Oak Wilt: How to Help Control the Spread
December 19, 2017
Oak trees make up a large portion of forest and urban trees in Texas. They are and have been threatened by a serious disease, Oak Wilt. With so many oak trees in the DFW area, it is important to familiarize yourself with the disease.
Oak Wilt is a vascular wilt disease caused by the fungus Bretziella fagacearum. It disrupts the flow of water and nutrients by plugging the vessels in the vascular system of the tree. According to the latest 2016 update, the pathogen has been found in 26 states, with spread in Texas mostly affecting Central and North Texas.
All Oaks are susceptible on some level. Red and Shumard oaks are the most susceptible, along with live oak. White oaks do show some tolerance, but can still be infected.
The disease is most frequently spread by root to root contact or root grafts. This means your neighbor’s tree can easily infect your tree. Another path of transmission is by an insect vector—a sap feeding Nitidulid beetle—that is unique to red oaks. This happens less frequently because the fungal mats are only present during cooler times of the year and spores are viable for an even shorter period of time. Also, there must be a fresh wound on the healthy tree in order for the beetle to transfer the fungus.
Symptoms of Oak Wilt differ for each type of oak, but the symptom most commonly noticed is dieback in the crown of infected trees. The foliar symptoms on live oak include chlorotic veins that eventually turn brown, which is known as veinal necrosis. Death of entire branches within the canopy is common and is known as "flagging.” Defoliation happens quickly. Total death of a live oak can take up to 6 months or even longer, in some cases.
Red oak foliar symptoms are different in appearance. In early spring, leaves wilt, turn pale green and brown. Mature leaves turn bronze from the leaf tip inwards. This will start on one branch and move throughout the entire tree quickly. Besides the foliar symptoms, fungal mats will appear under the bark in cooler months and sometimes are easily noticed by cracks in the bark. Red oaks generally die within 4-6 weeks. Unfortunately, red oaks rarely, if ever, survive after the appearance of Oak Wilt symptoms.
Methods of Control
An important method to help control the spread of Oak Wilt is to avoid pruning oaks from February through June in Texas, when the fungal mats are present and beetle transmission is most likely. If pruning must be done during this time of year, make sure you work with oak wilt certified arborists who will use special preventative techniques to help prevent infection. In certain areas of the Metroplex, the timing of pruning is really not a concern, and depending on what the tree is truly in need of; controlled pruning is a better option than letting the tree suffer structural damage from not pruning. A big x-factor in Texas that unfortunately cannot be controlled and normally results in a lot of fresh wounds in the spring, are hail storms.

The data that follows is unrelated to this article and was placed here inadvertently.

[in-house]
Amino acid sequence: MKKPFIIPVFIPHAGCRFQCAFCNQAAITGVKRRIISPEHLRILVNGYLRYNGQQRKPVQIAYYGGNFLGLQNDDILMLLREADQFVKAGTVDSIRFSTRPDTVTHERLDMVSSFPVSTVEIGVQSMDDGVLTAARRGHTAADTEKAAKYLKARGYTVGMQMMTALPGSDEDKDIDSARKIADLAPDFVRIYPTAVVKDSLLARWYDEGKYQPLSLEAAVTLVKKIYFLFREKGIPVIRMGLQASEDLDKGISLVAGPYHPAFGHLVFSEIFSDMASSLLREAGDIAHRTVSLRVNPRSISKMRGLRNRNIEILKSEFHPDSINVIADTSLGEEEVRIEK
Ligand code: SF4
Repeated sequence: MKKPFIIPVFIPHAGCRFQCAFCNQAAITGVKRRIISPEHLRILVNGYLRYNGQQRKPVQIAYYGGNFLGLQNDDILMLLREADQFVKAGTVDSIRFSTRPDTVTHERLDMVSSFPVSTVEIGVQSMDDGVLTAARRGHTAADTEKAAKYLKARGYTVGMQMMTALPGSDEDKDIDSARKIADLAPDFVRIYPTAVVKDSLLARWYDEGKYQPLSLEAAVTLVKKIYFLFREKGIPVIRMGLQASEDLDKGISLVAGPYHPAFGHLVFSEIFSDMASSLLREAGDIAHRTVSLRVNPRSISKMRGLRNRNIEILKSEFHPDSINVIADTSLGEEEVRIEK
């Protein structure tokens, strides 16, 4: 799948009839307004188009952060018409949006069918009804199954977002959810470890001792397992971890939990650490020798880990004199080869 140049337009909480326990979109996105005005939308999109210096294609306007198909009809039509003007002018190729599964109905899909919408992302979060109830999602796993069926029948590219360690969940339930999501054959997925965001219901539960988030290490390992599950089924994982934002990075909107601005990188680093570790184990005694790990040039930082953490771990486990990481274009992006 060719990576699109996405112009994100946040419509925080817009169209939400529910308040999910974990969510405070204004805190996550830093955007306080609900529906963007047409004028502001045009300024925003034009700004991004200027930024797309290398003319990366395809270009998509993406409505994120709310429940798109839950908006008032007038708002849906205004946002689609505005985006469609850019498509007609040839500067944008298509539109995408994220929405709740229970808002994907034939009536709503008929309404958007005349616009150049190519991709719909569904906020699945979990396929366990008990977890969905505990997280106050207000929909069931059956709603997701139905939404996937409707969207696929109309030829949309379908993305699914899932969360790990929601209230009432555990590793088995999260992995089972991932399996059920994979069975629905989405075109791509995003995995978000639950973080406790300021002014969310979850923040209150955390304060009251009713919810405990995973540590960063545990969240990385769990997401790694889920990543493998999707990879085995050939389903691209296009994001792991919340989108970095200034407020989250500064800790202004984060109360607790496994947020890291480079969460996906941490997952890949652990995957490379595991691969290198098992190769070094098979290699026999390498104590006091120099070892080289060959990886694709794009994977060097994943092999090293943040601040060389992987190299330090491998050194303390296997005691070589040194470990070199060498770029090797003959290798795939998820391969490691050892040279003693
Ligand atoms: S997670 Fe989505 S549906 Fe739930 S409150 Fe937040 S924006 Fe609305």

Do not leave dead, diseased red oak trees in your landscape. Red oaks are the source of fungal mats, and dead or diseased trees should be removed as soon as possible. Make sure to cut down diseased wood and dispose of it immediately. Do not move fresh firewood from diseased trees—wood needs to be dried under plastic for a year to make sure the fungus is dead. It is even better to remove the wood from diseased trees and chip, burn, or bury it.
Another method to stop the spread is through roots by trenching. This method is used in heavily infected areas (Central Texas) when an infected tree is already present. Oak Wilt has been found to spread 75 feet or more each year. Trenches—at least 4-foot-deep—would need to be dug at a minimum 100 feet out from the center of the symptomatic tree. Unfortunately, in most urban settings, trenching is not a viable option.
There is a fungicide treatment of Propiconazole that has been successful as a preventative for the disease. Fungicide may also be used in addition to trenching if you already have a diseased tree in the area. This highly specific tree injection application should only be carried out by a trained professional, such as our technicians at Preservation Tree, to ensure it is done correctly. Fall into winter is an ideal time to perform these injections to protect your oak trees moving into spring.
Always contact certified professionals immediately when suspecting a possible infection. While you may not be able to save the “patient zero” tree, it’s imperative to help get in front of the disease and control the spread of disease to other, healthy oak trees, and in turn, save Texas’ forest and city trees.